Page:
Three years ago, I invested $32,000 and the better part of two years at the University of Washington for a master's degree in International Studies. The verdict? It wasn't a complete waste of time and money. Once I accepted that 80% of the course requirements were designed to keep people busy, I enjoyed the other 20% of the work.
If you're strictly interested in learning, however, you may want to get a better return-on-investment than I did.Here's how to save $32,000 (or more) through your own self-directed, alternative program. Feel free to revise, subtract, or drop out whenever it's convenient to you.
The One-Year, Self-Directed, Alternative Graduate School Experience
• Subscribe to The Economist and read every issue religiously. Cost: $97 + 60 minutes each week.
• Memorize the names of every country, world capital, and current president or prime minister in the world. Cost: $0 + 3-4 hours once.
• Buy a Round-the-World plane ticket or use Frequent Flyer Miles to travel to several major world regions, including somewhere in Africa and somewhere in Asia. Cost: variable, but plan on $4,000.
• Read the basic texts of the major world religions: the Torah, the New Testament, the Koran, and the teachings of Buddha. Visit a church, a mosque, a synagogue, and a temple. Cost: Materials can be obtained free online or in the mail — or for less than $50 + 20 hours.
• Subscribe to a language-learning podcast and listen to each 20-minute episode five times a week for the entire year. Attend a local language club once a week to practice. Cost: $0 + 87 hours.
• Loan money to an entrepreneur through Kiva.org and arrange to visit him or her while you're abroad on your big trip. Cost: Likely $0 in the end, since 98% of loans are repaid.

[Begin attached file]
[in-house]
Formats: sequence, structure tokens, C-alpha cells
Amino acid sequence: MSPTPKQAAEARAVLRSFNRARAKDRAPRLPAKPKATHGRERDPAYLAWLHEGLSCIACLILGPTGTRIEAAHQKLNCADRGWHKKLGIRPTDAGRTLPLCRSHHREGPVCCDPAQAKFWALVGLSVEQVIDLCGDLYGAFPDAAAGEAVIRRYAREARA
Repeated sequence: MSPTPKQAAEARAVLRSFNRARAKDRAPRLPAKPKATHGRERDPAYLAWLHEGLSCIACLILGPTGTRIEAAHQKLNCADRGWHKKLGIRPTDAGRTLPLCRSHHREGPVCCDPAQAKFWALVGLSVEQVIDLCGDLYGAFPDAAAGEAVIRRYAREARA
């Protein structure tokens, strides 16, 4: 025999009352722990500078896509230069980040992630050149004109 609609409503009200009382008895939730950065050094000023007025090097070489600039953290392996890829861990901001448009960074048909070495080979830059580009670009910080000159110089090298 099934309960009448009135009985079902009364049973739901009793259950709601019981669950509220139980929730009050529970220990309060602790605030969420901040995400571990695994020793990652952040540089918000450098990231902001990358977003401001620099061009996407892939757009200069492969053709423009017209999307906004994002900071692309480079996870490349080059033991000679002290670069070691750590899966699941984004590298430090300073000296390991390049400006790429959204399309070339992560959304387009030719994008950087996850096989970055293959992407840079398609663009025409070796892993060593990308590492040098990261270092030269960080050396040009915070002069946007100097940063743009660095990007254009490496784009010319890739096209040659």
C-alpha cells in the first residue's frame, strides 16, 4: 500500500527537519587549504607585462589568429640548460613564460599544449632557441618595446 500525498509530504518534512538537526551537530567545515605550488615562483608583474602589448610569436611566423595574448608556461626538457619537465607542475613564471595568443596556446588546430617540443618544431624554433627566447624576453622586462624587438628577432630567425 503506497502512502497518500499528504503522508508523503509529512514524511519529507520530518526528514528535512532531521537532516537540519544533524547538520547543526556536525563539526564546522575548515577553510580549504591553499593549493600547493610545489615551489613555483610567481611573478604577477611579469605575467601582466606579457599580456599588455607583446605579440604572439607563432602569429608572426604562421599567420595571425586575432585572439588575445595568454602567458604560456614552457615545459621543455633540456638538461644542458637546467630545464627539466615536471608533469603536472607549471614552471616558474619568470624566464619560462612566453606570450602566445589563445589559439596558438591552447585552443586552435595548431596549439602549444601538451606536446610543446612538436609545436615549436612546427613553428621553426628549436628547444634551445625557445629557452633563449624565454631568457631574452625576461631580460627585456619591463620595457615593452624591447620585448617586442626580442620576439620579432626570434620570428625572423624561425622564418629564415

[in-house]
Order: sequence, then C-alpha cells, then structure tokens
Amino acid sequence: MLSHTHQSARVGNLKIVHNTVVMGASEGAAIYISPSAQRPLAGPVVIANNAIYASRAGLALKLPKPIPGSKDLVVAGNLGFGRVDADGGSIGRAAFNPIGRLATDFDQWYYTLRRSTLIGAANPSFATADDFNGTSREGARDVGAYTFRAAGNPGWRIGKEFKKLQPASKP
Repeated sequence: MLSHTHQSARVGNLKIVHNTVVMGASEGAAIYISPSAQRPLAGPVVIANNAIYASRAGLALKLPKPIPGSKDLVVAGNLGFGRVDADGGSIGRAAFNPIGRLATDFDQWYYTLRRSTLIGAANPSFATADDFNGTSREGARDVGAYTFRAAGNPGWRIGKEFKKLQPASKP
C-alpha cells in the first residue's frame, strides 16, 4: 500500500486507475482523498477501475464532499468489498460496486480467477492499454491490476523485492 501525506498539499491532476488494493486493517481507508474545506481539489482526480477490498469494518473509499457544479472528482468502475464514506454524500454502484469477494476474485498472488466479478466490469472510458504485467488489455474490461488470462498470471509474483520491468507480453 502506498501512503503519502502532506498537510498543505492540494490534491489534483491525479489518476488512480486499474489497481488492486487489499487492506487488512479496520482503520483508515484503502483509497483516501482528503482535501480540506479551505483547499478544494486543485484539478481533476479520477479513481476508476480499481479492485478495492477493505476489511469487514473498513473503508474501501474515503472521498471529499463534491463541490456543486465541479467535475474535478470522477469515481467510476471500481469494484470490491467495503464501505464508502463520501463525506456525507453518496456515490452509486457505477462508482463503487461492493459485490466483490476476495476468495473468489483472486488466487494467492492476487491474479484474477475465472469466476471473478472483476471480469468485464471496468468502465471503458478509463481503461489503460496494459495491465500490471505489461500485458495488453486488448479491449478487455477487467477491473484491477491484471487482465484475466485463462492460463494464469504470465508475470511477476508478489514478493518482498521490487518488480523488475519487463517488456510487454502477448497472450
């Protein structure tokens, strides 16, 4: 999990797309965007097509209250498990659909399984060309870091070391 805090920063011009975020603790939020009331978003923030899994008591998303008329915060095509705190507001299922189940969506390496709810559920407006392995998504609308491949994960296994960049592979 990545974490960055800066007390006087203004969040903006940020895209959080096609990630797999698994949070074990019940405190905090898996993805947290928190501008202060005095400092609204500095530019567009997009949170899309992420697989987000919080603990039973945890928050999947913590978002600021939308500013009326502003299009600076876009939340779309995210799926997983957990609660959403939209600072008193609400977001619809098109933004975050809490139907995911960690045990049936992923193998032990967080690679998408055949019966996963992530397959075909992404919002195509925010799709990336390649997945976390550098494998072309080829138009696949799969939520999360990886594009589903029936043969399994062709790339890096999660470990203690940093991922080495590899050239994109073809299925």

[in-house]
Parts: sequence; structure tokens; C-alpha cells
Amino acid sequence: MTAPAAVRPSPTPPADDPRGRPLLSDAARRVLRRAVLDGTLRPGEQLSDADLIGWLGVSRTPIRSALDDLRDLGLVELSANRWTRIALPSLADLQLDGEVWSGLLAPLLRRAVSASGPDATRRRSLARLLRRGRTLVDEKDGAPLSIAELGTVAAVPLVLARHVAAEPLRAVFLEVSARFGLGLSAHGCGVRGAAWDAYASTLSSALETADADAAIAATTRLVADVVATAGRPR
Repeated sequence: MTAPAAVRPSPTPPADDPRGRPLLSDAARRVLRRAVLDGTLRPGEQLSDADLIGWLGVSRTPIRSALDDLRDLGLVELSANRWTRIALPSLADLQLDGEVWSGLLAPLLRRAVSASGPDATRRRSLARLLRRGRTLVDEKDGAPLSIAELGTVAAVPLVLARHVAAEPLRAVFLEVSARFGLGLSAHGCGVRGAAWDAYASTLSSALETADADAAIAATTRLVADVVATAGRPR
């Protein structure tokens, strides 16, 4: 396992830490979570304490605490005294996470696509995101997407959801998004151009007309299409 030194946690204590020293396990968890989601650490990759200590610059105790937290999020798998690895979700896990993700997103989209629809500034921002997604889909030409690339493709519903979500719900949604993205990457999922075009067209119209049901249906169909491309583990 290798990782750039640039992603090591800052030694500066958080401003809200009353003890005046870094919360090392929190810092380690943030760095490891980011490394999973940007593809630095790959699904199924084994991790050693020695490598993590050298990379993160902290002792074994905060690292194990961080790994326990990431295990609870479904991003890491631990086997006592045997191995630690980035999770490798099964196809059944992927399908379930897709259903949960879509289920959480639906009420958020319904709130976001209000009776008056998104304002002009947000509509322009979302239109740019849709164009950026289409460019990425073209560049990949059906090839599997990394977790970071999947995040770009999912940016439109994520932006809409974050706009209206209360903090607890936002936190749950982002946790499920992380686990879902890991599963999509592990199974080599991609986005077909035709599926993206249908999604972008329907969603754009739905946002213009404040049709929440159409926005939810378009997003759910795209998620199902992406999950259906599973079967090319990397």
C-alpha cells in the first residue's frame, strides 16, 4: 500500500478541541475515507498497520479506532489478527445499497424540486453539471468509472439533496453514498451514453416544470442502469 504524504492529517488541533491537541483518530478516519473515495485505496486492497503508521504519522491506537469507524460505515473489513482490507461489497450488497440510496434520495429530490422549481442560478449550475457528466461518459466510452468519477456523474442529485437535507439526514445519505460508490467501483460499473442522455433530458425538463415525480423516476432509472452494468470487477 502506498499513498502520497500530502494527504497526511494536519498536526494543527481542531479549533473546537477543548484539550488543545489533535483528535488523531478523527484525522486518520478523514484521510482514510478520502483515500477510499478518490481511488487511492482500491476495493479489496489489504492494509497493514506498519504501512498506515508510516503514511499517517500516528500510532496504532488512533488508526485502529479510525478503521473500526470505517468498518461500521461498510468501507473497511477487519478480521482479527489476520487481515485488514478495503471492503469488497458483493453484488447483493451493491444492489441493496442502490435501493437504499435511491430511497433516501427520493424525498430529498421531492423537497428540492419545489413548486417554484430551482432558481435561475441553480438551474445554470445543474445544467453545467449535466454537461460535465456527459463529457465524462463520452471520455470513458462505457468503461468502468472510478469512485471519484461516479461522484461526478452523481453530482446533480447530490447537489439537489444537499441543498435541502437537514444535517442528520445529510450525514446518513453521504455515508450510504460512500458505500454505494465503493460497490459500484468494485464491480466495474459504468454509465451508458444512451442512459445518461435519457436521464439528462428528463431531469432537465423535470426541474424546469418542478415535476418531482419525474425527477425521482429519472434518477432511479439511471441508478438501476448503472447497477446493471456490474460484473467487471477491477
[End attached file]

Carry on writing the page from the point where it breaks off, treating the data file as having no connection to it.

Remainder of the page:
• Acquire at least three new skills during your year. Suggestions: photography, skydiving, computer programming, martial arts — or even the flying trapeze. The key is not to become an expert in any of them, but to become functionally proficient. Cost: Variable, but each skill is probably less than three credits of tuition would cost at a university.
• Read at least 30 nonfiction books and 20 classic novels. Cost: approximately $750 (be sure to support Powell's!).
• Join a gym or health club to keep fit during your rigorous independent studies. (Most universities include access to their fitness centers with the purchase of $32,000 in tuition, so you'll need to pay for this on your own otherwise.) Cost: $25-75 a month.
• Become comfortable with basic presentation and public speaking skills. Join your local Toastmasters club to get constructive, structured help that is also beginner-friendly. Cost: $25 + 2 hours a week for 10 weeks.
• Start a blog, create a basic posting schedule, and stick with it for the entire year. You can get a free blog at WordPress.org. One tip: don't try to write every day. Set a weekly or bi-weekly schedule for a while, and if you're still enjoying it after three months, pick up the pace. Cost: $0.
• Set your home page to http://en.wikipedia.org/wiki/Special:Randompage. Over the next year, every time you open your browser, you'll see a different, random Wikipedia page. Read it. Cost: $0.
• Instead of reading the entire Encyclopedia Britannica, read The Know-It-All by A. J. Jacobs, a good summary. Cost: $10 or less.
TOTAL COST: $10,000 or less
Note: The total cost of the self-directed, alternative graduate school program does not include housing or food, but neither does the tuition for traditional school programs in the U.S. and Canada. Freedom and independence, however, are included at no extra charge.
Study hard! See you tomorrow.
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Chris Guillebeau is the author of the new book The $100 Startup, which provides a blueprint for freedom by building a business with a small amount of money and no special skills. The book is based on the stories of 70 ordinary people like Michael and Sarah, who both live and work in Portland. You can also read his free blog at ChrisGuillebeau.com.
Books mentioned in this post
Chris Guillebeau is the author of The $100 Startup: Reinvent the Way You Make a Living, Do What You Love, and Create a New Future